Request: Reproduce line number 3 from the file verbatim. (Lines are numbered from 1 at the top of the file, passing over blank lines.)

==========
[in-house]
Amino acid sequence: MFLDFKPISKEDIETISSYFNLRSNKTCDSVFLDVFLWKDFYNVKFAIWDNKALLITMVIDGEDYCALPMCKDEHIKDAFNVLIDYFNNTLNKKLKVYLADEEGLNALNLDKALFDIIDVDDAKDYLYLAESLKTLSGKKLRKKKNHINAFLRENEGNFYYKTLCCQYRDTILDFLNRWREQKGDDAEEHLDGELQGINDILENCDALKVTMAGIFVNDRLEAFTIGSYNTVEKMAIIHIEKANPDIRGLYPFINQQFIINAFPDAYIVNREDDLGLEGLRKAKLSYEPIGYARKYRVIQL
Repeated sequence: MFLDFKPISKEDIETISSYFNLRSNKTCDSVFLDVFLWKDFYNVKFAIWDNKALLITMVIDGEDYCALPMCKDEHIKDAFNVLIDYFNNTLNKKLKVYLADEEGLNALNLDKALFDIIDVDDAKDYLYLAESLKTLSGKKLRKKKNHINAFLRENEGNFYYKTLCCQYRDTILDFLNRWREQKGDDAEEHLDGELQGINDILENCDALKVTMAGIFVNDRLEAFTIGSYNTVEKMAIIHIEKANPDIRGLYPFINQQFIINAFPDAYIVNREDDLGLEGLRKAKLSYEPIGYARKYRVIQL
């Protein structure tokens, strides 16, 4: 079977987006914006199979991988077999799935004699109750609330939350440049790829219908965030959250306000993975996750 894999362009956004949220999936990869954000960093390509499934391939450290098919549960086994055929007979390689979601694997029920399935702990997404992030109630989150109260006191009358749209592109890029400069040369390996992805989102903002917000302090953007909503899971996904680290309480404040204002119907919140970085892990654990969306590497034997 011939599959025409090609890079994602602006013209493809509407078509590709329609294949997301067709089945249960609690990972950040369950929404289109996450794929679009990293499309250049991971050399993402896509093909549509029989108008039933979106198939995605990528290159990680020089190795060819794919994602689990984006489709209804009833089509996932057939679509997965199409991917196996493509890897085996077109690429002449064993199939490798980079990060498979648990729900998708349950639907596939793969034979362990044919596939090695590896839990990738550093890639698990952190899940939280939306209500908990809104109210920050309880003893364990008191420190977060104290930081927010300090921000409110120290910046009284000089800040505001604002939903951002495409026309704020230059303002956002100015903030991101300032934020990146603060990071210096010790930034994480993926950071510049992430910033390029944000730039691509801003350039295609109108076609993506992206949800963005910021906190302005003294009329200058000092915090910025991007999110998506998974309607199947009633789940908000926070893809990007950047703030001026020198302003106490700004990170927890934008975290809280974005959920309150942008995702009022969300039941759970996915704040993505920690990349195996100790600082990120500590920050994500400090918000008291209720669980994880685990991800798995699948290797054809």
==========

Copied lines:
Repeated sequence: MFLDFKPISKEDIETISSYFNLRSNKTCDSVFLDVFLWKDFYNVKFAIWDNKALLITMVIDGEDYCALPMCKDEHIKDAFNVLIDYFNNTLNKKLKVYLADEEGLNALNLDKALFDIIDVDDAKDYLYLAESLKTLSGKKLRKKKNHINAFLRENEGNFYYKTLCCQYRDTILDFLNRWREQKGDDAEEHLDGELQGINDILENCDALKVTMAGIFVNDRLEAFTIGSYNTVEKMAIIHIEKANPDIRGLYPFINQQFIINAFPDAYIVNREDDLGLEGLRKAKLSYEPIGYARKYRVIQL